November is Lung Cancer Awarenesss Month and IASLC has issued some valuable talking points that could be useful for lung cancer screening with patients, colleagues, and the general public.
- Lung Cancer is the #1 cancer killer in the world, killing more people than breast, colorectal and prostate cancers combined.
- Recent advances in Lung Cancer Screening and Early Detection are providing hope for patients and their families that has never before existed in the field of lung cancer.
- The potential for saving lives through lung cancer low-dose computed tomography (LDCT) screening will dramatically change the disease statistics in the coming years.
- Most patients (~60%) are diagnosed after the disease has spread. The 5-year survival rate for patients with advanced disease is only around 4%. However, if detected early, the 5-year survival rate is much higher (55%-75%) with many of these being cured.
- The National Lung Cancer Screening Trial (NLST) showed that a baseline LDCT screen followed by two annual screens, in contrast to standard lung x-rays, reduced lung cancer mortality by 20% and overall mortality by 7% over a 6 year follow-up period in individuals at high-risk for developing lung cancer.
- Based on the NLST trial, the US Preventive Services Task Force (USPSTF) and many professional societies have recommended annual LDCT screening for individuals at high risk.
- There are a number of ongoing trials evaluating value of LDCT screening for reducing lung cancer mortality in high risk subjects. These include the Dutch Belgian randomized lung cancer screening trial (NELSON) and the United Kingdom Lung Cancer Screening (UKLS) trial.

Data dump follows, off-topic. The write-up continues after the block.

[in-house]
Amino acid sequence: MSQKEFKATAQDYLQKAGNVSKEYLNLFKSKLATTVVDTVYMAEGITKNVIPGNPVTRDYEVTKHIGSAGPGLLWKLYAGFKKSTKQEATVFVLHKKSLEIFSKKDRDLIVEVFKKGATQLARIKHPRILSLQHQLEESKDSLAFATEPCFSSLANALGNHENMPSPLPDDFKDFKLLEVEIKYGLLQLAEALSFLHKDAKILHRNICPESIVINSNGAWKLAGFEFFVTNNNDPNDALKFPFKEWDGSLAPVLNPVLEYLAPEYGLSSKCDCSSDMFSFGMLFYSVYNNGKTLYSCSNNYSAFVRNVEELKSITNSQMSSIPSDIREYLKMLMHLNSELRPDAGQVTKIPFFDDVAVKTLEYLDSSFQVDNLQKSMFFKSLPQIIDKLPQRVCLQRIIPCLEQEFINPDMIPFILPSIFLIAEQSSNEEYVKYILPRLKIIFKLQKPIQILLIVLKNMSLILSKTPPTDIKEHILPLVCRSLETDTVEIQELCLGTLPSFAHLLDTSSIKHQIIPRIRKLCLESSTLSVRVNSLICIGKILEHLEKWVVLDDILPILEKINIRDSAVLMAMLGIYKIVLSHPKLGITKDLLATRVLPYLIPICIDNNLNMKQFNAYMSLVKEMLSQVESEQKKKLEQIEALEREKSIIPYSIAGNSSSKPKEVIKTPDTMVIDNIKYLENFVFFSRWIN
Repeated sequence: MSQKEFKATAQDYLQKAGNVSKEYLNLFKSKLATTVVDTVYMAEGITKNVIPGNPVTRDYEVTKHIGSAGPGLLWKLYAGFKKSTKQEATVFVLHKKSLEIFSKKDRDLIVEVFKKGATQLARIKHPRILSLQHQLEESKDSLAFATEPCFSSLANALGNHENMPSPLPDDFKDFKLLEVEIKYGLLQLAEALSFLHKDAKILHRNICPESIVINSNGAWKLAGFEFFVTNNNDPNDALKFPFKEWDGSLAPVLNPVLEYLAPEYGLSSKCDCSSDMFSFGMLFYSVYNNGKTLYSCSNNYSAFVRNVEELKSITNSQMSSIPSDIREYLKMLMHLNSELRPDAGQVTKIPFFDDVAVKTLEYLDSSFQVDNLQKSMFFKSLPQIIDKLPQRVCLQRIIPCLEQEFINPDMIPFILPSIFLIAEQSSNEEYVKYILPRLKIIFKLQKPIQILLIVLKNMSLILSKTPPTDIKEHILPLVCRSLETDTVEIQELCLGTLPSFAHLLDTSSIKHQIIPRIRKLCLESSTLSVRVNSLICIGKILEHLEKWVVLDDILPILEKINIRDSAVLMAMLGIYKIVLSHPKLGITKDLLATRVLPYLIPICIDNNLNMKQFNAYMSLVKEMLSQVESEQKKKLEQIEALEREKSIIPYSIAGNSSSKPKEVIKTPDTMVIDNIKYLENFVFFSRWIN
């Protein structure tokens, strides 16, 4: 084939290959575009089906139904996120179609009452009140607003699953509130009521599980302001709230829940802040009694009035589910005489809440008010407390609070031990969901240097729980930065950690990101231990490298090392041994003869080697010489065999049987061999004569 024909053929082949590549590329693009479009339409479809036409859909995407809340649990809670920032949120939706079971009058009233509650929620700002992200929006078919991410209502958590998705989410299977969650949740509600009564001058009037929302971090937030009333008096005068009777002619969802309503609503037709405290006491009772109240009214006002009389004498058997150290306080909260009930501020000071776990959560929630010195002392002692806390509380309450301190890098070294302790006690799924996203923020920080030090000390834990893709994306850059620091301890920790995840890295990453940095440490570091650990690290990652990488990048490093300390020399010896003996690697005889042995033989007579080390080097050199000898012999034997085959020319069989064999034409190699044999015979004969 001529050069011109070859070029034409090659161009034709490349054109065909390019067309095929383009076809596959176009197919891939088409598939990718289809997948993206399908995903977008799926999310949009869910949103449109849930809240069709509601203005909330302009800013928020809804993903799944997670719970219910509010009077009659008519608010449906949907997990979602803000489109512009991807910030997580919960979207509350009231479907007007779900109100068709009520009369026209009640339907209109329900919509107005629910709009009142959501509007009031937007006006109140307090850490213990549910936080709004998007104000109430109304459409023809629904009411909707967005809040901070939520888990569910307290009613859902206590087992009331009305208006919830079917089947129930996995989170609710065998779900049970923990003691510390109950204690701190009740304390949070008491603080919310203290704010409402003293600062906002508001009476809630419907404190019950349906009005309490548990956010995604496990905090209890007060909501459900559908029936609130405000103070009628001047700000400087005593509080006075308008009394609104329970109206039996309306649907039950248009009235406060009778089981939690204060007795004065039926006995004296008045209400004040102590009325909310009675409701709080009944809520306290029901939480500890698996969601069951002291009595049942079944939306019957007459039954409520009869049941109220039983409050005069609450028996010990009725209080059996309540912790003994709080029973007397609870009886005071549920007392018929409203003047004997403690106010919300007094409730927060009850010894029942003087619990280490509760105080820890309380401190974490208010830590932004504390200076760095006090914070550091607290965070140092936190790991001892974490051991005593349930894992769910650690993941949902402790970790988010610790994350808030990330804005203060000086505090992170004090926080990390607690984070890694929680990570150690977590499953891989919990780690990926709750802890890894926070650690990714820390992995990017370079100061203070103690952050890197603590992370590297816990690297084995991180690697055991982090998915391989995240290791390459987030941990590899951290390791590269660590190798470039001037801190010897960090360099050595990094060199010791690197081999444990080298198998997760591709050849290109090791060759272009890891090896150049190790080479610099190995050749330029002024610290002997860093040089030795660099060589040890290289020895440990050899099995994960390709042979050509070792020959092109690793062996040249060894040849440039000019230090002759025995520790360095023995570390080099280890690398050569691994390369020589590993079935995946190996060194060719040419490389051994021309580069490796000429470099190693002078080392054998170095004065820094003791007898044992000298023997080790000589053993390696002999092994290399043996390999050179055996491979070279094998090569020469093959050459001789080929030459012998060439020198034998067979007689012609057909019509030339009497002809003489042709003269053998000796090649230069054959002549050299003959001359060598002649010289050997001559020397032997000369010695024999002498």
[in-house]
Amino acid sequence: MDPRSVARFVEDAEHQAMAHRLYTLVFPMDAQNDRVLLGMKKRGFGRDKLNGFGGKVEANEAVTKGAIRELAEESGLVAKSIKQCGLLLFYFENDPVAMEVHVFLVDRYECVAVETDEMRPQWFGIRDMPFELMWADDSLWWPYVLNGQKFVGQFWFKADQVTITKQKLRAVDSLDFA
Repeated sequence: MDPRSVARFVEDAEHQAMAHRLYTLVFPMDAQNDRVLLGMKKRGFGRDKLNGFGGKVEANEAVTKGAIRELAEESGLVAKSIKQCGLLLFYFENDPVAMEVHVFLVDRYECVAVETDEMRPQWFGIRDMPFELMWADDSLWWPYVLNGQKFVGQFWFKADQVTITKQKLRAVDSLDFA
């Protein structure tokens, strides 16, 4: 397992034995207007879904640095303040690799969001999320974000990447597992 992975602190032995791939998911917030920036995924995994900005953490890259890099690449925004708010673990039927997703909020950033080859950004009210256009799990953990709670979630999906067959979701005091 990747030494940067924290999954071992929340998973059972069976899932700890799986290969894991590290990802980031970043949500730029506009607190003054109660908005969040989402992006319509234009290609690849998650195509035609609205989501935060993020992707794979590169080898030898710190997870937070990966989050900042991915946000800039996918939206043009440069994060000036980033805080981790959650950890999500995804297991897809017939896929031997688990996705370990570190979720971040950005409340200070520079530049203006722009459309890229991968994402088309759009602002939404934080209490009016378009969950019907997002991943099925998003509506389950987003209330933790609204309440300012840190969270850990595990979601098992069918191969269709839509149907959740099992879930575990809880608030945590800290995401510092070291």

- The IASLC acknowledges that for implementation of LDCT screening worldwide each national health service has the opportunity to decide its own course of action regarding the usefulness of CT screening based on their interpretation of the existing data from lung cancer screening trials. The implementation of any screening program should incorporate a multidisciplinary group of experts and the best practice for excellence in screening care.
- In the US many private health insurance companies cover screening now and starting in January 2015 all will, under provisions of the Affordable Care Act. A decision was be made November 10th, by CMS in a draft proposal to cover low-dose CT screenings for high risk individuals.
- Currently, advances are being made in identifying high risk individuals with computer models using patient characteristics. Furthermore computer models are evaluating the nodule characteristics on the CT images to better define cancer potential. Likewise a range of biomarkers are being evaluated in conjunction with or independent of LDCT screening in order to detect cancer early.
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